The constitutional dispute over what is and isn’t a “suitable” education in Kansas continued last week at the state Supreme Court.
Lawyers for several school districts told the judges an additional $488 million for schools during the next two years won’t be enough.
Instead, the lawyers suggested, an additional $900 million would do the trick. Others have argued for $600 million more.
Kansans strongly support their public schools. Years of underfunding and unfair income tax reductions have hurt a generation of students.
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Yet it may be time for the state and the judges to pause for a year or two to see if the $488 million infusion, coupled with a new formula for disbursing the money, will work.
We don’t say this lightly.
The state Supreme Court plays an essential role in determining what is and isn’t a constitutional education in Kansas. If the Legislature and the governor agreed to spend, say, $20 on the state’s schools, the court would clearly need to step in.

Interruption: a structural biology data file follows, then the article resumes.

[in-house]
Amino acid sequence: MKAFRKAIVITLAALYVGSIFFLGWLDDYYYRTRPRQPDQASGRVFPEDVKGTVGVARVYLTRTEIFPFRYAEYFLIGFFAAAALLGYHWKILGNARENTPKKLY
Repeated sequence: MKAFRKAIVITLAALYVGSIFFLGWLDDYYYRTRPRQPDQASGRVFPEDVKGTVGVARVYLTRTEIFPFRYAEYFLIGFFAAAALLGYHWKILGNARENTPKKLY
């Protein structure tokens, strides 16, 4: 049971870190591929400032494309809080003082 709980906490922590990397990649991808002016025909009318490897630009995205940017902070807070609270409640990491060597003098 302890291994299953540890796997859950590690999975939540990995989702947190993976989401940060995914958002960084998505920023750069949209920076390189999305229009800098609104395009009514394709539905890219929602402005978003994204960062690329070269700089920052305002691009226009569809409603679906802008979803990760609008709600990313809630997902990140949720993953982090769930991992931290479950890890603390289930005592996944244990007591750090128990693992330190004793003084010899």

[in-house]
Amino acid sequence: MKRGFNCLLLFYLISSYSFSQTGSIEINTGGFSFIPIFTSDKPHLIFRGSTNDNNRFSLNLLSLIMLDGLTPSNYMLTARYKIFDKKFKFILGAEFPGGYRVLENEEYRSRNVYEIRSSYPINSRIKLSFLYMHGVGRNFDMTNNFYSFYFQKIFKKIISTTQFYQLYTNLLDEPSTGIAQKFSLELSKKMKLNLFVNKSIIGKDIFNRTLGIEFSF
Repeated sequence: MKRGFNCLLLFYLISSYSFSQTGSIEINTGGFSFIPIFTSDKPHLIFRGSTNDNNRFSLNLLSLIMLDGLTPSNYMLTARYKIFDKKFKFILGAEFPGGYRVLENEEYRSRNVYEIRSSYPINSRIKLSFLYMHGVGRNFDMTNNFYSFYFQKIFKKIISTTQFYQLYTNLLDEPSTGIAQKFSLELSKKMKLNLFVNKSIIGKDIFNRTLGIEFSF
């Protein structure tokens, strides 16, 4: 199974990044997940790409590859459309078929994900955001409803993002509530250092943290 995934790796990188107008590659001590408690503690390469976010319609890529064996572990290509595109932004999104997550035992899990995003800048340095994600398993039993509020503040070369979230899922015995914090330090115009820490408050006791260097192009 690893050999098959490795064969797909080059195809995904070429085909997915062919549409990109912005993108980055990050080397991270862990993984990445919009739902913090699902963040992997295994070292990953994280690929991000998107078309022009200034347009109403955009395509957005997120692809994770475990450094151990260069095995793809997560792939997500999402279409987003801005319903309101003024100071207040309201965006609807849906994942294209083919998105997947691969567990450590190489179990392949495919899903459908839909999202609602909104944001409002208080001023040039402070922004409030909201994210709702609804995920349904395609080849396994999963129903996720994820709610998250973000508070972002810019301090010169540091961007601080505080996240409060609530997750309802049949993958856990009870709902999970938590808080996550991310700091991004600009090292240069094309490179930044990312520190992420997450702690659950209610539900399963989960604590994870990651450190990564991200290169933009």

At the same time, the judges must be keenly aware that taxpayers’ ability to pay for education has a limit. They must find the sweet spot — somewhere between $20 and $20 billion — in order to meet their own responsibilities.
To find that balance, the judges consider evidence. Kansans should be confident the court has reached past decisions on that basis.
But lawmakers listen to evidence, too. They consult with experts. They listen to arguments for and against additional school spending.
Unlike judges, though, legislators must consider school spending in the context of other state needs and the demand on taxpayers.
This year, legislators approved a two-year tax hike of $1.2 billion. Telling them to consider another increase would be an extraordinarily aggressive decision.
We hope the judges won’t take that step. School districts, even those with poorer students, need certainty in their budgets.
Let’s see how the new formula and spending work out. Then, Kansans can be heard at the ballot box in 2018. We’re confident voters will make a choice as wise as the state’s highest court.